My Antarctic Honeymoon: A Year at the Bottom of the World.

One of two women on Finn Ronne’s 1947-48 Weddell Sea expedition, the other being Edith Ronne, his wife. A rather unflattering portrayal of Ronne as well as Ronne’s wife, the other woman.

p. 149-50: Returning to a bunkhouse they had used on a previous expedition, the party found that “Technical books, papers, and notebooks were scattered about the bunk. Opening BIOLOGY NOTES, H.D., I found a series of sketches accompanied by data on determining the sex of seals. Then I saw Harry’s diary [her husband], its leather as worn and stained as an old shirt. Here, I thought is a chance to learn about my husband’s past. Opening the diary at random, I read, ‘Cold as hell. Dogs sick.’ I turned to another entry. ‘Cold as hell. Dogs great.’

p. 151: Discovery, Admiral Byrd’s account of his second Antarctic expedition, lay on the table. Harry had left it open at page 194. The chapter heading was ‘The Lunatic Fringe.’ Also had an open Bible there.

p. 155: Those who liked to read late kept awake those who did not.

p. 167, compares sledges to covered wagons, survival units with necessities as well as books, pipes, and personal belongings.

p. 179-80, Shakespeare on the ice. Passage from Comedy of Errors perfectly captures their situation as other ships came to rescue them:

At length the sun, gazing upon the earth,

Dispersed those vapours that offended us;

And by the benefit of his wished light,

The seas wax’d calm, and we discovered

Two ships from far making amain to us. …

p. 186: I was put in charge of the library, where I kept a record of the books people read. The most popular book was the encyclopedia, constantly in use to settle arguments. Others were the few battered copies of detective stories. Robertson read one of these a night. When he had gone through them all he read them over again. Aside from Don and Mac, who each had brought his own books, and Dr. Nichols, who reread the polar books, few read much of anything.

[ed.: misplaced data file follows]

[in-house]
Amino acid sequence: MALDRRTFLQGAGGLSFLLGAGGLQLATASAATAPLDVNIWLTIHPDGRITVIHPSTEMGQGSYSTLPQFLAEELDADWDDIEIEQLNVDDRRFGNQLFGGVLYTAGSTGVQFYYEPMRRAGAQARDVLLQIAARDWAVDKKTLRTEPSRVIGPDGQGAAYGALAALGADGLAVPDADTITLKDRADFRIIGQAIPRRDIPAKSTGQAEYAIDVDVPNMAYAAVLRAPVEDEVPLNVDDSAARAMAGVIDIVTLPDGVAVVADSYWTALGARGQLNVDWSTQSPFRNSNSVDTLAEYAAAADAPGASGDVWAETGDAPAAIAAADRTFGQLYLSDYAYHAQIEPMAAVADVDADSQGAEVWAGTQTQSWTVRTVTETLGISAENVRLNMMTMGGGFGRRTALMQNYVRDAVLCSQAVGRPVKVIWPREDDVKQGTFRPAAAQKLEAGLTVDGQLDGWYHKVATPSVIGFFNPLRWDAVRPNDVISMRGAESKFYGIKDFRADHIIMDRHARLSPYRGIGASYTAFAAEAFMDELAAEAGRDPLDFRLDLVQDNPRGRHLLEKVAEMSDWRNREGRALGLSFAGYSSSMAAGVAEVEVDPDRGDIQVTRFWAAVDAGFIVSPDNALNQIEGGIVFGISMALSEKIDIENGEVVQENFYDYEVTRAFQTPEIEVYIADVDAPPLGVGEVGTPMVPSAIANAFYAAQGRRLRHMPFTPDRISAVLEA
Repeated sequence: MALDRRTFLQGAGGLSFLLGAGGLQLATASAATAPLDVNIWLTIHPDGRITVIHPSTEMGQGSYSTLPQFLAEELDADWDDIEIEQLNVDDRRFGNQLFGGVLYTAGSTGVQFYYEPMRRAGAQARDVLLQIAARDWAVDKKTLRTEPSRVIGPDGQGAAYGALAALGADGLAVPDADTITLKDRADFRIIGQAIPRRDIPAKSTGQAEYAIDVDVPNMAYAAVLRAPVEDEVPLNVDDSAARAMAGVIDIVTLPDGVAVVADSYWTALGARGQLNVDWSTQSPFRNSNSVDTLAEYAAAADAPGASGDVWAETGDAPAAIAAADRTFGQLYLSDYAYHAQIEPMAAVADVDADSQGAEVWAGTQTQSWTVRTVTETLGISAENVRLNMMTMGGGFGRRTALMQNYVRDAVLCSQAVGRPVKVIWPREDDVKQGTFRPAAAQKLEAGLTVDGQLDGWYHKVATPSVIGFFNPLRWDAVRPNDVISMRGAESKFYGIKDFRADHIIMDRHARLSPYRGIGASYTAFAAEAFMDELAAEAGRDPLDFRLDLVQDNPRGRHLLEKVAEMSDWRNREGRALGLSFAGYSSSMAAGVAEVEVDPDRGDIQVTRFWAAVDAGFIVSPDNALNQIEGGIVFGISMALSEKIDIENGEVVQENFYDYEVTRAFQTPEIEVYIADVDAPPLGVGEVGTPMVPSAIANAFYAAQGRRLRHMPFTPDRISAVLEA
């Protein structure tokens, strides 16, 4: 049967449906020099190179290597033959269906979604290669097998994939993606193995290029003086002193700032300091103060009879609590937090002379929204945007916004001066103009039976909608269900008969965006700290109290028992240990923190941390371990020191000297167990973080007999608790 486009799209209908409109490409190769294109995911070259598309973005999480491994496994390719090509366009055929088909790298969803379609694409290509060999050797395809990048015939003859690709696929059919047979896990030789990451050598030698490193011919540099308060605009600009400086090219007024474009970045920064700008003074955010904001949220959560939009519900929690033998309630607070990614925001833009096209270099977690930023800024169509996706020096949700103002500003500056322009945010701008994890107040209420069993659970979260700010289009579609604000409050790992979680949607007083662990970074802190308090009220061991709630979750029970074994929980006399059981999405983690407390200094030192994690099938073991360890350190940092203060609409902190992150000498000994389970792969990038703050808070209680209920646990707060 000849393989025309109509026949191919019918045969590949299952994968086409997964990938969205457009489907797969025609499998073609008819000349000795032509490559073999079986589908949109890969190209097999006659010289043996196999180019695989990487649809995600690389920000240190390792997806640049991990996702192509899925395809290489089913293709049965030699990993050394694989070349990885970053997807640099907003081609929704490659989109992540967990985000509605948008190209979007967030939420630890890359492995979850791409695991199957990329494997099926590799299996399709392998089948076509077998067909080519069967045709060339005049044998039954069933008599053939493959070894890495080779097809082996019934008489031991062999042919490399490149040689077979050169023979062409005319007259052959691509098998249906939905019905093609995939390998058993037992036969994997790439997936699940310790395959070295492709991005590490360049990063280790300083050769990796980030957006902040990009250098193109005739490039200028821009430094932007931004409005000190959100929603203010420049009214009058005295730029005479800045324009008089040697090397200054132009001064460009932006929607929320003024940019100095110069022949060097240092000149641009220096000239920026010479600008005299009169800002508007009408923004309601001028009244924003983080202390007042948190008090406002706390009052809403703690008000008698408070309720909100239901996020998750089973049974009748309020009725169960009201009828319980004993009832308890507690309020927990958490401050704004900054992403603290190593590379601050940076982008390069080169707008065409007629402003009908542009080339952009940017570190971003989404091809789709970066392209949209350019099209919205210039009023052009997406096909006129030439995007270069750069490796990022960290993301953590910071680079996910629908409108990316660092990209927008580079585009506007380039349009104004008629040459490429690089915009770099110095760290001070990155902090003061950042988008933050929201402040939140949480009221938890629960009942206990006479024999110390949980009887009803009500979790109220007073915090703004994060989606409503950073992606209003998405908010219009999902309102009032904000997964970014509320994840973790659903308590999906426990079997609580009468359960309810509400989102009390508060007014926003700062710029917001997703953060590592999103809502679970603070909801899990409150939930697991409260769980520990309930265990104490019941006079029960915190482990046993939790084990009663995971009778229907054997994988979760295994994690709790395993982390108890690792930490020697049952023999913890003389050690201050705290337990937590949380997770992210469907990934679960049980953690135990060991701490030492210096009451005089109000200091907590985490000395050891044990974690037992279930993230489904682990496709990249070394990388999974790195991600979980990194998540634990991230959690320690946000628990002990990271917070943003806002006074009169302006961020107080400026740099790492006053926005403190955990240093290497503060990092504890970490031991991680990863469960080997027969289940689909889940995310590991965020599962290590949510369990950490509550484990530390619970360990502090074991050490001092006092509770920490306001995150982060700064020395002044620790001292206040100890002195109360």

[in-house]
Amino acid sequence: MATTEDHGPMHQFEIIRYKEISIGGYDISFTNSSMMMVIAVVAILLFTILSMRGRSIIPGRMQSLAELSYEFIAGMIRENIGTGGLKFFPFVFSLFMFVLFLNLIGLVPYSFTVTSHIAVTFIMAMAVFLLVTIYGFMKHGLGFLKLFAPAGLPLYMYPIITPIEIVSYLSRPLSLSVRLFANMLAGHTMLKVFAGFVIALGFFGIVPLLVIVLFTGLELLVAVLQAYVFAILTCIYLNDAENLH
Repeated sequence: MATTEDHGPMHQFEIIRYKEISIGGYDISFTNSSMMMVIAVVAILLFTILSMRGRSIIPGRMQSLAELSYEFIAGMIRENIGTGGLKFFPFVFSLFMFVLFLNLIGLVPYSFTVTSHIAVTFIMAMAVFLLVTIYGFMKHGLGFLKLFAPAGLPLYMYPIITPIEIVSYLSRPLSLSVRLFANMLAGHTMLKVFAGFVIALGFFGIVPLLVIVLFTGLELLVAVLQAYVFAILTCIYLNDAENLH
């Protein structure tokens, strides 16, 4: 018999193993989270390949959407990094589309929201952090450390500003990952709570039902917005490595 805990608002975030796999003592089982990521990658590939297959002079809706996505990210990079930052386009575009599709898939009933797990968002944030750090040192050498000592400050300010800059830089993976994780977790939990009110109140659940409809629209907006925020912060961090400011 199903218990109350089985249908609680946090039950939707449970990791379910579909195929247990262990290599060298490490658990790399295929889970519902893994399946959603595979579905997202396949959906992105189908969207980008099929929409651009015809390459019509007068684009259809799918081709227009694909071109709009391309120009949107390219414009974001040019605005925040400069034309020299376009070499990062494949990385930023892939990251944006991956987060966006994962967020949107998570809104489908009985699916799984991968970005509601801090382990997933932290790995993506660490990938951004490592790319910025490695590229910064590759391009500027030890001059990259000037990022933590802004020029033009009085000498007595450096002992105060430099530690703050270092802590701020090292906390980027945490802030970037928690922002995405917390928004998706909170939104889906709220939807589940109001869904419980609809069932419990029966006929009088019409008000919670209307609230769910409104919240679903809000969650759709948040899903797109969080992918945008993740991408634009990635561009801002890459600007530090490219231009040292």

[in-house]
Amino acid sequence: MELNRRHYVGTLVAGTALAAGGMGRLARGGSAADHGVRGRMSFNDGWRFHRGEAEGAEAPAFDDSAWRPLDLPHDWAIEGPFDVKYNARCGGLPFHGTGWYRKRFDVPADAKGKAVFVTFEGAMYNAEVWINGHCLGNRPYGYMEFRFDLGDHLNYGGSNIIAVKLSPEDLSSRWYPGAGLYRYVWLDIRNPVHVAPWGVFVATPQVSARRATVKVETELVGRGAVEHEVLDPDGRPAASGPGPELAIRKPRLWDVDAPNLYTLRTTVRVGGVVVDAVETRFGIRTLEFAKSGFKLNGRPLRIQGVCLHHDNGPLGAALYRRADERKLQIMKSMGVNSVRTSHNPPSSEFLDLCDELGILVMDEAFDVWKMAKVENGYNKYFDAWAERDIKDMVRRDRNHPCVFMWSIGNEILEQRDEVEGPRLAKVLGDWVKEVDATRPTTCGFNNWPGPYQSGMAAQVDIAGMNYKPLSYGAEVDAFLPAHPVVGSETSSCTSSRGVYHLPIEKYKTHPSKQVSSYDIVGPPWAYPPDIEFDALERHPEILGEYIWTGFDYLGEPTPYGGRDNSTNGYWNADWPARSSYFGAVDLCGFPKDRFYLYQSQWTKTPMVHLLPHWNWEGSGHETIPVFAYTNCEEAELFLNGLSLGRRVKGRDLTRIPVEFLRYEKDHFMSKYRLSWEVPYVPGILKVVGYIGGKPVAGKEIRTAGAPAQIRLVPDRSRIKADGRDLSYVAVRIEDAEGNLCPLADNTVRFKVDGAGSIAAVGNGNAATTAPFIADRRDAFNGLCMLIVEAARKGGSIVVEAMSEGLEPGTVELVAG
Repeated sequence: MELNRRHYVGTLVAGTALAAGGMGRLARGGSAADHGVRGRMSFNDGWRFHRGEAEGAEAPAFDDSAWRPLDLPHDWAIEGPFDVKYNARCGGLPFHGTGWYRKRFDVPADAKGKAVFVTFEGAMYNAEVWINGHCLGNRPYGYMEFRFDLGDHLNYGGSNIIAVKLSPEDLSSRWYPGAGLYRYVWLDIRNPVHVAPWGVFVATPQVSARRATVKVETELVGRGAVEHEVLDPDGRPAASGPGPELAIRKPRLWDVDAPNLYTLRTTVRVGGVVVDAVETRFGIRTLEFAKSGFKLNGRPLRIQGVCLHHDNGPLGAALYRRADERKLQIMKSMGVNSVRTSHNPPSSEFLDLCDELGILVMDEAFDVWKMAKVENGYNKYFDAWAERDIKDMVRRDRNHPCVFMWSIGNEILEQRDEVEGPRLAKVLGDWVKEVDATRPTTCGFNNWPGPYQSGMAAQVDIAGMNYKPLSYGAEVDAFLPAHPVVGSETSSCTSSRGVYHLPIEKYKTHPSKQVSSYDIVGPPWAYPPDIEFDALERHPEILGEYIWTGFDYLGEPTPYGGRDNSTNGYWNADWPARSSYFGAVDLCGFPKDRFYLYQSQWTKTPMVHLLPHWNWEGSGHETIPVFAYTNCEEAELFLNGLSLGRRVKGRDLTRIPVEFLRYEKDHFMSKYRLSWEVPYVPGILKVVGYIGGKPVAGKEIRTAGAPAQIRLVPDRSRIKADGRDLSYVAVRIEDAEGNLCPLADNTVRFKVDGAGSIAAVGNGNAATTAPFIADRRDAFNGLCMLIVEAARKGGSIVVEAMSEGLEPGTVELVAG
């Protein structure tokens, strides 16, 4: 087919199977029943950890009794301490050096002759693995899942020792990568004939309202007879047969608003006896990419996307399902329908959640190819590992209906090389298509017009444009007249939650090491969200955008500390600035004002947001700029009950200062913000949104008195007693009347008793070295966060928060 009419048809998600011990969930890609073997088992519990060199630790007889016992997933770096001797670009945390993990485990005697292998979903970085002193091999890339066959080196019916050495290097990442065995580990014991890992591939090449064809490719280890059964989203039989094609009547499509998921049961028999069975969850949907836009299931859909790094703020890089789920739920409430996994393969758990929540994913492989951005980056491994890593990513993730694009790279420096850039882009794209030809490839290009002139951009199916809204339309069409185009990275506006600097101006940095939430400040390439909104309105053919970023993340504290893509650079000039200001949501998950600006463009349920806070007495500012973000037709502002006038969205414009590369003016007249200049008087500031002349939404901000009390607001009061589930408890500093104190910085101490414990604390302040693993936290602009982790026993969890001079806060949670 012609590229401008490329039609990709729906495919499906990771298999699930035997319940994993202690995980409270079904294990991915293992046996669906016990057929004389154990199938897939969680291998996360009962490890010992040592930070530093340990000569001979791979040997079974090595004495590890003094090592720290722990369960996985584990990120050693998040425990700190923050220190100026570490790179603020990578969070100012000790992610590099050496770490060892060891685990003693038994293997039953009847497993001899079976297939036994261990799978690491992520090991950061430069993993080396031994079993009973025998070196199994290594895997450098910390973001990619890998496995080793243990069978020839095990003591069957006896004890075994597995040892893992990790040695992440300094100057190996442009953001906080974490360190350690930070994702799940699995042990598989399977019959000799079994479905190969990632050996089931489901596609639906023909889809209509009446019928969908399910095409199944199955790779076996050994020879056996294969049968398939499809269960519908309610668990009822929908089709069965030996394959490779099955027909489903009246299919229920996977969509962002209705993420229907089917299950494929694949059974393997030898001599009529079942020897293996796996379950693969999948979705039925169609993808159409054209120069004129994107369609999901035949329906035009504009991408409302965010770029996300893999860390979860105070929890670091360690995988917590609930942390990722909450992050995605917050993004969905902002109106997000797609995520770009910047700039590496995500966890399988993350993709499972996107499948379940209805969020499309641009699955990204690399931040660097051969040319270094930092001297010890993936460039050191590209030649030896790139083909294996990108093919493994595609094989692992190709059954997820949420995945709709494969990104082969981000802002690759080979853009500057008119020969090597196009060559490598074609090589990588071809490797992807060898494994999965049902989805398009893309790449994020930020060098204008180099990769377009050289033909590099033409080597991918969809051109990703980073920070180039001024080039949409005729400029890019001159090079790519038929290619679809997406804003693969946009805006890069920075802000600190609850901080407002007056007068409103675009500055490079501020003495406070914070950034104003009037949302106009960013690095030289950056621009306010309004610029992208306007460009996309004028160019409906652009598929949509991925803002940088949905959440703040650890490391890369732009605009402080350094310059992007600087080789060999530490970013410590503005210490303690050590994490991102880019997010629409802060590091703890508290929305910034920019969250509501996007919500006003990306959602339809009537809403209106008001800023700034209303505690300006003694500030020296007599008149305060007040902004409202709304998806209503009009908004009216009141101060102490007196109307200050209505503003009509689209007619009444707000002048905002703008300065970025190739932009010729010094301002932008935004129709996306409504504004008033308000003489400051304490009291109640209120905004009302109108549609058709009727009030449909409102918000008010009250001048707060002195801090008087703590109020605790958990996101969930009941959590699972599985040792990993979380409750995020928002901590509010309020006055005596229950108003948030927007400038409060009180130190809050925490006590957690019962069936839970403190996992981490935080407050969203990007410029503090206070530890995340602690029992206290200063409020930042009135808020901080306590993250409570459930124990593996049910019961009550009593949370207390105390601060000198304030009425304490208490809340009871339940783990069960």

During the winter night I had intended to read, keep up my diary, and do extensive knitting in my spare time. But as daily living in the Antarctic is a full-time job, I found little spare time or leisure.

Following the ten- or twelve-hour workday most us were too tired to read. Intellectual activity was an effort. Rather than read I listened to the men’s life histories, their hopes and aspirations. I learned that being a listener, not passing judgment or making comments, was more important than being an accurate librarian.

p. 197: With a compatible few we found pleasure in reading aloud from Ludwig’s biography of Napoleon [see also p. 222] and Northwest Passage [Kenneth Roberts, see also p. 210], inventing question-and-answer games, and always we conversed.

p. 206: Harry wanted to read. I asked him to put out the light. He told me to go ahead and go to sleep, but that he couldn’t sleep and wanted to read….

p. 213, dinner visit to nearby British base noting: The FIDS [Falkland Islands Dependency Survey] had brought an excellent polar library that, in order to take advantages of the experiences of others, they studied diligently. They had also benefited from their own mistakes [in contrast to the Ronne party].